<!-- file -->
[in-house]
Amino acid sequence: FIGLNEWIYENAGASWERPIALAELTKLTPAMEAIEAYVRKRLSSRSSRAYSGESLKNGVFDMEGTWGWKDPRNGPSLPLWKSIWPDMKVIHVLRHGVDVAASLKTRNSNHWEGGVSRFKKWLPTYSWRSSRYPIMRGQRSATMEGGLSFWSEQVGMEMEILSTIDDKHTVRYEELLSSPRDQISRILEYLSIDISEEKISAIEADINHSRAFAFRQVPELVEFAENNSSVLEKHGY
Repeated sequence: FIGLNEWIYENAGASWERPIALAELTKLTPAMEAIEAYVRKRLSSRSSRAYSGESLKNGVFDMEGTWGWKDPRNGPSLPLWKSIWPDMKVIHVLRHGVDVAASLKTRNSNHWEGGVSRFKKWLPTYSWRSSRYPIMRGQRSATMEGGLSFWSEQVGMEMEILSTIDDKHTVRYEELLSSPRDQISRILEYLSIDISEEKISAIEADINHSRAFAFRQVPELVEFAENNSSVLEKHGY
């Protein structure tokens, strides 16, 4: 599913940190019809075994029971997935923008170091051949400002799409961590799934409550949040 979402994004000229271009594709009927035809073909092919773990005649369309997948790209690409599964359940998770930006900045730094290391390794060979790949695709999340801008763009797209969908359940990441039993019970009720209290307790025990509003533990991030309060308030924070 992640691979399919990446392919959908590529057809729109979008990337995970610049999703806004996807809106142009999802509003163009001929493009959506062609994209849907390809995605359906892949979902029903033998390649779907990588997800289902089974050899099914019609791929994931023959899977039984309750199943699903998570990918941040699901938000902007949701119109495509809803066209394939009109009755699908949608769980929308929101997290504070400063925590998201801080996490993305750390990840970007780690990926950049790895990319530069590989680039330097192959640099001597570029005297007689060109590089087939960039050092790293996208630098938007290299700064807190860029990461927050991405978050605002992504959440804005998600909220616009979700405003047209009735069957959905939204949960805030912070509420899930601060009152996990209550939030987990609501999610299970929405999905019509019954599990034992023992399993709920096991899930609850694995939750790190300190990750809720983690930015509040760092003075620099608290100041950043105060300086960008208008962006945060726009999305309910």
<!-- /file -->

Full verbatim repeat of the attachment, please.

[in-house]
Amino acid sequence: FIGLNEWIYENAGASWERPIALAELTKLTPAMEAIEAYVRKRLSSRSSRAYSGESLKNGVFDMEGTWGWKDPRNGPSLPLWKSIWPDMKVIHVLRHGVDVAASLKTRNSNHWEGGVSRFKKWLPTYSWRSSRYPIMRGQRSATMEGGLSFWSEQVGMEMEILSTIDDKHTVRYEELLSSPRDQISRILEYLSIDISEEKISAIEADINHSRAFAFRQVPELVEFAENNSSVLEKHGY
Repeated sequence: FIGLNEWIYENAGASWERPIALAELTKLTPAMEAIEAYVRKRLSSRSSRAYSGESLKNGVFDMEGTWGWKDPRNGPSLPLWKSIWPDMKVIHVLRHGVDVAASLKTRNSNHWEGGVSRFKKWLPTYSWRSSRYPIMRGQRSATMEGGLSFWSEQVGMEMEILSTIDDKHTVRYEELLSSPRDQISRILEYLSIDISEEKISAIEADINHSRAFAFRQVPELVEFAENNSSVLEKHGY
């Protein structure tokens, strides 16, 4: 599913940190019809075994029971997935923008170091051949400002799409961590799934409550949040 979402994004000229271009594709009927035809073909092919773990005649369309997948790209690409599964359940998770930006900045730094290391390794060979790949695709999340801008763009797209969908359940990441039993019970009720209290307790025990509003533990991030309060308030924070 992640691979399919990446392919959908590529057809729109979008990337995970610049999703806004996807809106142009999802509003163009001929493009959506062609994209849907390809995605359906892949979902029903033998390649779907990588997800289902089974050899099914019609791929994931023959899977039984309750199943699903998570990918941040699901938000902007949701119109495509809803066209394939009109009755699908949608769980929308929101997290504070400063925590998201801080996490993305750390990840970007780690990926950049790895990319530069590989680039330097192959640099001597570029005297007689060109590089087939960039050092790293996208630098938007290299700064807190860029990461927050991405978050605002992504959440804005998600909220616009979700405003047209009735069957959905939204949960805030912070509420899930601060009152996990209550939030987990609501999610299970929405999905019509019954599990034992023992399993709920096991899930609850694995939750790190300190990750809720983690930015509040760092003075620099608290100041950043105060300086960008208008962006945060726009999305309910």